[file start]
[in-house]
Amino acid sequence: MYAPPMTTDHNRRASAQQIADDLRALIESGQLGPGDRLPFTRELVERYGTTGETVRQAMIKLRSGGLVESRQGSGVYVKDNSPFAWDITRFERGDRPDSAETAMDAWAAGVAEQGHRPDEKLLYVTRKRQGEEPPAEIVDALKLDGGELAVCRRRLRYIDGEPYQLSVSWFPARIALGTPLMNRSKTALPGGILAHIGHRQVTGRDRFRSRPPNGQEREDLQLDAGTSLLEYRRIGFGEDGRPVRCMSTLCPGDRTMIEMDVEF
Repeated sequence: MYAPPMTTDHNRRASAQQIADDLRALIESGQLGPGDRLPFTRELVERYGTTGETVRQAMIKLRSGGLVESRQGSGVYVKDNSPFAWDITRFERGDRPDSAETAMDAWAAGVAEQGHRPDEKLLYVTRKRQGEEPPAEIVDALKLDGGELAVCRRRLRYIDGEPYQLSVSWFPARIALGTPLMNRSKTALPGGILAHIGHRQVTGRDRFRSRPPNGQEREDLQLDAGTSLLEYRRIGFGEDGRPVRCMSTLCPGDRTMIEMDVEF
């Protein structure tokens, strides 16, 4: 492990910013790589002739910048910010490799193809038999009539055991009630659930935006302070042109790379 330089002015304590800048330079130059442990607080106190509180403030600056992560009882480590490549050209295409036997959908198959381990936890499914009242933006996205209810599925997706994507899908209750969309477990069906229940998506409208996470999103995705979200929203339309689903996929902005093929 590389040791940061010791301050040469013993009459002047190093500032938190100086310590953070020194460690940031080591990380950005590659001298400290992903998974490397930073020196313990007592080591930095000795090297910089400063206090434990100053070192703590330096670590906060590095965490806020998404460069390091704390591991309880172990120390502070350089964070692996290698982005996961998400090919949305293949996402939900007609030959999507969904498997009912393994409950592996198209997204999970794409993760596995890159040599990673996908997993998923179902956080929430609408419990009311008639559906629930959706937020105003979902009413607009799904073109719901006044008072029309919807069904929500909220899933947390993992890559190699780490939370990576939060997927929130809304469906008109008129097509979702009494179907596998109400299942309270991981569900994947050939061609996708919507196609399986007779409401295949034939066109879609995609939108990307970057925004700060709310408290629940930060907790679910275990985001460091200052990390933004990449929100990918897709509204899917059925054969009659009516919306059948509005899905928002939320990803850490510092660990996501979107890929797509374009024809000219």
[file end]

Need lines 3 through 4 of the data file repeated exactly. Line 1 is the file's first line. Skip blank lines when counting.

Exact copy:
Repeated sequence: MYAPPMTTDHNRRASAQQIADDLRALIESGQLGPGDRLPFTRELVERYGTTGETVRQAMIKLRSGGLVESRQGSGVYVKDNSPFAWDITRFERGDRPDSAETAMDAWAAGVAEQGHRPDEKLLYVTRKRQGEEPPAEIVDALKLDGGELAVCRRRLRYIDGEPYQLSVSWFPARIALGTPLMNRSKTALPGGILAHIGHRQVTGRDRFRSRPPNGQEREDLQLDAGTSLLEYRRIGFGEDGRPVRCMSTLCPGDRTMIEMDVEF
């Protein structure tokens, strides 16, 4: 492990910013790589002739910048910010490799193809038999009539055991009630659930935006302070042109790379 330089002015304590800048330079130059442990607080106190509180403030600056992560009882480590490549050209295409036997959908198959381990936890499914009242933006996205209810599925997706994507899908209750969309477990069906229940998506409208996470999103995705979200929203339309689903996929902005093929 590389040791940061010791301050040469013993009459002047190093500032938190100086310590953070020194460690940031080591990380950005590659001298400290992903998974490397930073020196313990007592080591930095000795090297910089400063206090434990100053070192703590330096670590906060590095965490806020998404460069390091704390591991309880172990120390502070350089964070692996290698982005996961998400090919949305293949996402939900007609030959999507969904498997009912393994409950592996198209997204999970794409993760596995890159040599990673996908997993998923179902956080929430609408419990009311008639559906629930959706937020105003979902009413607009799904073109719901006044008072029309919807069904929500909220899933947390993992890559190699780490939370990576939060997927929130809304469906008109008129097509979702009494179907596998109400299942309270991981569900994947050939061609996708919507196609399986007779409401295949034939066109879609995609939108990307970057925004700060709310408290629940930060907790679910275990985001460091200052990390933004990449929100990918897709509204899917059925054969009659009516919306059948509005899905928002939320990803850490510092660990996501979107890929797509374009024809000219």